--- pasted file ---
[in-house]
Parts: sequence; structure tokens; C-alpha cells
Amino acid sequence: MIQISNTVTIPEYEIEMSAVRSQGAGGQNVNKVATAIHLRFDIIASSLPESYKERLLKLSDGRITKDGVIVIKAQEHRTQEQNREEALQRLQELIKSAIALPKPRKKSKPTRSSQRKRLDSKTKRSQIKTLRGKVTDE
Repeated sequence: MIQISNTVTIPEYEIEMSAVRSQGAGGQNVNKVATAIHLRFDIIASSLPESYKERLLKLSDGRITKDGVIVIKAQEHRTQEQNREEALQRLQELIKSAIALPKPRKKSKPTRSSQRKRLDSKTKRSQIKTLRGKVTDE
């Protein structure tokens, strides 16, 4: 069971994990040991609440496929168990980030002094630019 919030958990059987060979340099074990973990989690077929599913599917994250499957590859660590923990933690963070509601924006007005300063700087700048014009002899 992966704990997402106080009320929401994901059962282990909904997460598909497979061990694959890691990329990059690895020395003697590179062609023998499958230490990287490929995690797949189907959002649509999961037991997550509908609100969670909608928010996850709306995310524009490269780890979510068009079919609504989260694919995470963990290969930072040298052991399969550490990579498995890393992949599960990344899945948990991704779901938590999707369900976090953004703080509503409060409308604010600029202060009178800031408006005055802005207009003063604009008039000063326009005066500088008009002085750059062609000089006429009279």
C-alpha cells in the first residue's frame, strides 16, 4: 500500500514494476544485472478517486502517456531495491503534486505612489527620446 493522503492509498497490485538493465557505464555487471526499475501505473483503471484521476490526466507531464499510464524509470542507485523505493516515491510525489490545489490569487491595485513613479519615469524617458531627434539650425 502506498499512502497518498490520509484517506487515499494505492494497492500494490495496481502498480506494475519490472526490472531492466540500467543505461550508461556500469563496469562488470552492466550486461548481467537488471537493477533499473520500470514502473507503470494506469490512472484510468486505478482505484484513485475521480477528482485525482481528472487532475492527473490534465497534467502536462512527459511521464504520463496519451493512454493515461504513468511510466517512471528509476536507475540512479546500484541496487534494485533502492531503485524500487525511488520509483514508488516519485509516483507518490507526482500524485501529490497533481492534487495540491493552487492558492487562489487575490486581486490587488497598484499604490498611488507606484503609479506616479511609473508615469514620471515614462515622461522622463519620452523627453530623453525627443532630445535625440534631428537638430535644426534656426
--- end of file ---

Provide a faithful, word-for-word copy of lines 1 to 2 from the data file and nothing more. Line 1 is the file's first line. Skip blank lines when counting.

[in-house]
Parts: sequence; structure tokens; C-alpha cells